CIA interrogator: 'Saddam Hussein should have stayed in power'

CIA interrogator: 'Saddam Hussein should have stayed in power'
3 min read
17 Dec, 2016
The first CIA official to interrogate former Iraqi dictator Saddam Hussein after his capture says he developed a 'respect' for how long he kept Iraq 'together'.
Saddam's repressive regime would not have let IS flourish, says a former CIA official [Getty]

Former Iraqi dictator Saddam Hussein should have remained in power to keep the country together, the CIA official who interrogated the leader following his capture by coalition forces in 2003 has claimed.

In a new book revealing the conversations he had with the toppled dictator, John Nixon said that while he found Hussein "thoroughly unlikeable", he developed a "grudging respect" for how he appeared to keep the country together.

"When I interrogated Saddam, he told me: 'You are going to fail. You are going to find that it is not so easy to govern Iraq.' When I told him I was curious why he felt that way, he replied: 'You are going to fail in Iraq because you do not know the language, the history, and you do not understand the Arab mind," Nixon wrote for the Time magazine website

The US-led invasion of Iraq was supposed to usher in a new age of democracy for the country and overthrow a brutal and unstable dictator. Unfortunately, it triggered more than a decade of sectarian strife in Iraq.

The power vacuum, turmoil and the intervention of foreign powers - both international and regional - created fertile ground for Sunni militant groups to flourish and emboldened the neighbouring Iranian regime.

Nixon now believes a ruthless strongman in power was necessary to maintain stability among Iraq's tribal population.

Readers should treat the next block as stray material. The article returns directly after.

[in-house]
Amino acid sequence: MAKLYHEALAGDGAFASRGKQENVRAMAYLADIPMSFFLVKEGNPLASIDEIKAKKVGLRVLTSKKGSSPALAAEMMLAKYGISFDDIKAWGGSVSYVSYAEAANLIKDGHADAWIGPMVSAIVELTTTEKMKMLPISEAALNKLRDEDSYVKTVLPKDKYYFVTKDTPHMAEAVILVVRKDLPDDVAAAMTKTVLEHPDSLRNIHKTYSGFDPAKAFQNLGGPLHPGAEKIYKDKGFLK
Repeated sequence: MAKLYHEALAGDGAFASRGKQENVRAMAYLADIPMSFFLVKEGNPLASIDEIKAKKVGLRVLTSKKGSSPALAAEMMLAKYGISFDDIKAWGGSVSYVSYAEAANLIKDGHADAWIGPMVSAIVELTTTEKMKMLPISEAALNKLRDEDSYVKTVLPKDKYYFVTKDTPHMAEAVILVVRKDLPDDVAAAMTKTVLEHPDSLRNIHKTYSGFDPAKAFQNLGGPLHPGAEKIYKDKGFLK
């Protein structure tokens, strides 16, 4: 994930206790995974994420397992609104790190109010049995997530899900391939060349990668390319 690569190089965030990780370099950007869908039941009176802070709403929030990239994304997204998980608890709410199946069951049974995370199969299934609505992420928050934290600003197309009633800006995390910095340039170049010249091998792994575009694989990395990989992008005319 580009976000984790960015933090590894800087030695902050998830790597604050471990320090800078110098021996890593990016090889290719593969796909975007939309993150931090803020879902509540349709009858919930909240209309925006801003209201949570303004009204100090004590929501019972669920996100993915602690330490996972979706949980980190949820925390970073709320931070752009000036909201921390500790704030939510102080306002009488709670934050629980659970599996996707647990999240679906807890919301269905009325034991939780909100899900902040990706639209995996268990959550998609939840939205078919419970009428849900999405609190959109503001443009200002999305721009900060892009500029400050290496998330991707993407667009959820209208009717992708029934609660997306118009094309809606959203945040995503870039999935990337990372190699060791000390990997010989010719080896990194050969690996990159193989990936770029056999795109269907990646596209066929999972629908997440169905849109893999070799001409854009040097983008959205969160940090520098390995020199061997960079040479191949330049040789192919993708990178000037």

Saddam's leadership style and penchant for brutality were among the many faults of his regime, but he could be ruthlessly decisive when he felt his power base was threatened

"Although I found Saddam to be thoroughly unlikeable, I came away with a grudging respect for how he was able to maintain the Iraqi nation as a whole for as long as he did," wrote Nixon. "He told me once, 'Before me, there was only bickering and arguing. I ended all that and made people agree!'"

"I doubt that he would have had much to worry about from an event like the Arab Spring," Nixon added.

"Saddam's leadership style and penchant for brutality were among the many faults of his regime, but he could be ruthlessly decisive when he felt his power base was threatened, and it is far from certain that his regime would have been overthrown by a movement of popular discontent.

"Likewise, it is improbable that a group like [the Islamic State group] would have been able to enjoy the kind of success under his repressive regime that they have had under the Shia-led Baghdad government."

While it is a simplistic belief that tyrannical, autocratic rule would stamp out any rise in extremist militancy, Nixon's comments may well be music to President-elect Donald Trump's ears.

With an "America First" attitude towards the Middle East, Trump has previously expressed his preference for keeping dictators in power, evidenced by his growing relationship with Egyptian dictator Abdel Fattah al-Sisi.

He has also previously praised Saddam for his efficiency in "killing terrorists" and claimed Iraq and Libya would be better off if Saddam and Libyan dictator Muammar Gaddafi were still alive and in power in their respective countries.